August 12, 2022

A Rachel Daly volley and two own goals took England past Belgium in the first of their three pre-Euro friendlies.

Their manager, Sarina Wiegman, has demanded ruthlessness from the Lionesses since taking charge last summer, but at Molineux she was forced to rely on her substitutes to inject a tip after a frustrating first half.

Chloe Kelly’s deflected shot and Daly’s impressive goal were the difference in the second half, before Leah Williamson’s shot ricocheted off the crossbar and into the back of goalkeeper Nicky Evrard.

“I think when you win 3-0, that’s enough,” Wiegman said. “I think when you go into a Euro you need a little more cruelty.”

Where does ruthlessness come from? “You want to improve it, so you train, talk about it, watch music videos,” she said. “The last third is the most difficult part. It’s a mental thing, it’s an execution thing.

There were few surprises in Wiegman’s starting XI. Arsenal centre-back Lotte Wubben-Moy lined up alongside Millie Bright in defence, with Alex Greenwood still on the back after Covid and Jess Carter returned to full fitness after a difficult season. Georgia Stanway, who recently joined Bayern Munich from Manchester City, was hailed ahead of Fran Kirby and Ella Toone at No.10.

With that position providing the only real question mark ahead of England’s opener at Old Trafford on July 6, it was interesting to see Williamson striding forward to swap places with Stanway or play alongside him, the manager exploring his options beyond expectations. trio of Stanway, Kirby and Toone.

“Yeah, that’s good,” Wiegman said of the three’s potential interactions. “It’s all about teamwork, when someone moves on, another player moves on, when the move hasn’t been done much, it takes a bit of work.”

Wiegman had warned that Belgium would be a tough opponent, despite the 12 places that separate them in the FIFA rankings. “Belgium has developed a lot and is also heading towards the Euro,” she said. “They can play a bit opportunistic, but they also want to play a possession game.”

Belgium open Euros Group D against Iceland at the Manchester City Academy Stadium, with Italy and France completing their group.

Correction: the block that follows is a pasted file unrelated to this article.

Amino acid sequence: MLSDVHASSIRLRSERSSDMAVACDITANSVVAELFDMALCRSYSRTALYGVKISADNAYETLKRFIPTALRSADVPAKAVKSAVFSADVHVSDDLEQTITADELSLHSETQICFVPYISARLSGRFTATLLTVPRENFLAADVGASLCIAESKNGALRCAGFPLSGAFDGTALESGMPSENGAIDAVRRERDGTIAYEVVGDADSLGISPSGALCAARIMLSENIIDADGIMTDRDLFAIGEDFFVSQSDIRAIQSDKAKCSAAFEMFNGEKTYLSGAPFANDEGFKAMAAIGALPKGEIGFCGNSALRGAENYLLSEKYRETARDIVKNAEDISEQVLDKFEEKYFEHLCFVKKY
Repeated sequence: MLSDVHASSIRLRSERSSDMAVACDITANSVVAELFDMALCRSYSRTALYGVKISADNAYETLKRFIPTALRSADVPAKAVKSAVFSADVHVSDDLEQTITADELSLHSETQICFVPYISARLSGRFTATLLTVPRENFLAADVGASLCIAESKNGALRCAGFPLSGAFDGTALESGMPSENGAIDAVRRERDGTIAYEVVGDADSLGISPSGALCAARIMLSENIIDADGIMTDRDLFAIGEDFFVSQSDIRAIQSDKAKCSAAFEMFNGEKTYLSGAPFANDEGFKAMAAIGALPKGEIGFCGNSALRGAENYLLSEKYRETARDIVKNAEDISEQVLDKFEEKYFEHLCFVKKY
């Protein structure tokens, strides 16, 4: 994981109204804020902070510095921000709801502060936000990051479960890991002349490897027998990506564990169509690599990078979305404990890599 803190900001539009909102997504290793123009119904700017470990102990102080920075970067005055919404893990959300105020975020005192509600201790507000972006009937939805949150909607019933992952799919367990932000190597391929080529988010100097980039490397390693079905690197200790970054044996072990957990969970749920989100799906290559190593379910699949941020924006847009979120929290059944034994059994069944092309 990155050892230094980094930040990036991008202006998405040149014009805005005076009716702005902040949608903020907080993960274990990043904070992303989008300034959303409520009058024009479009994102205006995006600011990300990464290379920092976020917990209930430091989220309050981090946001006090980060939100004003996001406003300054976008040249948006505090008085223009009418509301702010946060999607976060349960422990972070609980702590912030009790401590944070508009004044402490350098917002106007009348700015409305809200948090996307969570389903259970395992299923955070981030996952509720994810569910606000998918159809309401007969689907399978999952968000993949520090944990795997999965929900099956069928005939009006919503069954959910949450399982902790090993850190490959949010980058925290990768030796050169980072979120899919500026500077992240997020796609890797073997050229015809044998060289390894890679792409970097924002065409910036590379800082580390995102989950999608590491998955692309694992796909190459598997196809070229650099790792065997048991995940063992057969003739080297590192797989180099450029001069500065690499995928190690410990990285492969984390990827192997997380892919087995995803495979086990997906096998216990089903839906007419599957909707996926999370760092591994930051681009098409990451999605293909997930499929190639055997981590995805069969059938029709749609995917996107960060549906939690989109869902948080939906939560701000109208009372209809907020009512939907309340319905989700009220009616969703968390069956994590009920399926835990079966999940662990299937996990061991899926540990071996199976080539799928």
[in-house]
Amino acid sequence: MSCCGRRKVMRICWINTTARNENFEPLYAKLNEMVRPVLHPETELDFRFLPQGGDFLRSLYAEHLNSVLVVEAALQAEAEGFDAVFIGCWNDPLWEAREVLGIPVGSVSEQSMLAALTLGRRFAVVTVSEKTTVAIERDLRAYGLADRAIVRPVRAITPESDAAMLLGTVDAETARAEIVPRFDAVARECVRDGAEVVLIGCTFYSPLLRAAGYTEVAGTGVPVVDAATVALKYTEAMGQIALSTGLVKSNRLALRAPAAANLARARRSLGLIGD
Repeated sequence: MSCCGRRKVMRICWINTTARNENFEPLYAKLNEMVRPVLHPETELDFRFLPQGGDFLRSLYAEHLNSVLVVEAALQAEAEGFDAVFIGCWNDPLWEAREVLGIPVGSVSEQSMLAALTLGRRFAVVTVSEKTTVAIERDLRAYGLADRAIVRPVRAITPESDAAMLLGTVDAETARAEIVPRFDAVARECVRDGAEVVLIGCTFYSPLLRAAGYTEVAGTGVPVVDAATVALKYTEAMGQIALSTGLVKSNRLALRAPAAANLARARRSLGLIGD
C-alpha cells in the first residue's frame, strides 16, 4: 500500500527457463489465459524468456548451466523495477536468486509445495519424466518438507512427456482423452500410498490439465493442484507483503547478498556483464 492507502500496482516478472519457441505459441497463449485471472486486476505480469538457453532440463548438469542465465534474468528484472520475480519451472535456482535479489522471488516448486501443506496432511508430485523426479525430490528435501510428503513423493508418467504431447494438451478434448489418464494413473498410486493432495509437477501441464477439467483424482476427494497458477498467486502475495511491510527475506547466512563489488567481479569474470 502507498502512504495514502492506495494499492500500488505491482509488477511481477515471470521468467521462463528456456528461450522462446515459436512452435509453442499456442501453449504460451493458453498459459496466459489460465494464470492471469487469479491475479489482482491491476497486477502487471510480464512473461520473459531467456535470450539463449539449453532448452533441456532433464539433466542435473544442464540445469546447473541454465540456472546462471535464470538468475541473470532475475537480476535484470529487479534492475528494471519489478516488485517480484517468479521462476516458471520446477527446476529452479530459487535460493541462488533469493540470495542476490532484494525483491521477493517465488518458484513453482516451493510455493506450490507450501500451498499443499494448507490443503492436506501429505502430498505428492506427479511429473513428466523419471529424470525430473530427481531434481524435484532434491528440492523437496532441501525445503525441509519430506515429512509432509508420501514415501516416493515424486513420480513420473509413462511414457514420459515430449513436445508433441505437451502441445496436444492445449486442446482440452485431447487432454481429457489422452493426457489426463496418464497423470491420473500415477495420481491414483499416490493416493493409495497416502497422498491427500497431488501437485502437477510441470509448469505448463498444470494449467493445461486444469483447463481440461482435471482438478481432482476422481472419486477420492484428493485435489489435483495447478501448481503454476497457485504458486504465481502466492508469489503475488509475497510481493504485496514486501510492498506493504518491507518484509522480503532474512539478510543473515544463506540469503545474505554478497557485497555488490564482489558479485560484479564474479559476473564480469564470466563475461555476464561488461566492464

When England and Belgium last met in August 2019, Phil Neville’s side had lost a two-goal lead and relied on a 75th-minute Nikita Parris penalty to salvage a 3-3 draw in the team’s first match after third place. World Cup play-off loss to Sweden. Nevertheless, for a team hoping to win a major tournament, Belgium, a side they haven’t lost to in 10 games since 1980, should be small fry.

Chloe Kelly after her shot was deflected by the Belgian keeper to give England the lead. Photography: Shutterstock

At halftime, the stats told a story of dominance. The Lionesses had enjoyed 66% possession and 14 shots on goal. Still, they struggled to find the ruthlessness that saw them score 72 goals in 11 games under Wiegman before kick-off.

Evrard did well to deflect Ellen White’s header from close range past Beth Mead’s cross. The 27-year-old also fended off a shot near the post from Lauren Hemp after a labyrinthine run down the left, then was saved by defender Sari Kees, who denied England captain Williamson an opening goal with the armband by clearing the line after cutting the ball over the keeper.

On the captain’s other arm, and on that of all England players, was a black stripe worn in tribute to Wiegman’s sister after her recent death.

“They’ve been so supportive of me,” Wiegman said. “The captains came to me and asked if we could wear them. They are such good human beings and it shows the unity of the team. It was a great gesture. My sister would be proud.

Clearly frustrated with the slightly outdated first half, both managers turned things around at the break. Daly replaced Demi Stokes at left-back, Greenwood replaced Wubben-Moy and Kelly replaced Mead. Belgian defenders Kees and Laura De Neve have been replaced by Amber Tysiak and midfielder Charlotte Tison.

Unfortunately for Belgium, England’s key would be the foot of substitute Tysiak, who deflected Kelly’s shot to the near post after the winger had collected Bronze’s pass and skated into the box.

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The crowd of 9,598 – disappointing for a friendly build-up to a home tournament – ​​breathed a collective sigh of relief when the ball hit the back of the net. England were rewarded for their patience with a cleaner goal soon after: a corner kick around the box before falling on Daly near the penalty spot, and the versatile Houston striker Dash volleyed in for extend his team’s lead.

Williamson didn’t put herself on the scoresheet but played a big part in England’s final goal. The ball bounced to his feet after Evrard fended off substitute Parris’ header from a corner, and the midfielder fired a shot off the crossbar which deflected off the keeper’s back and inside.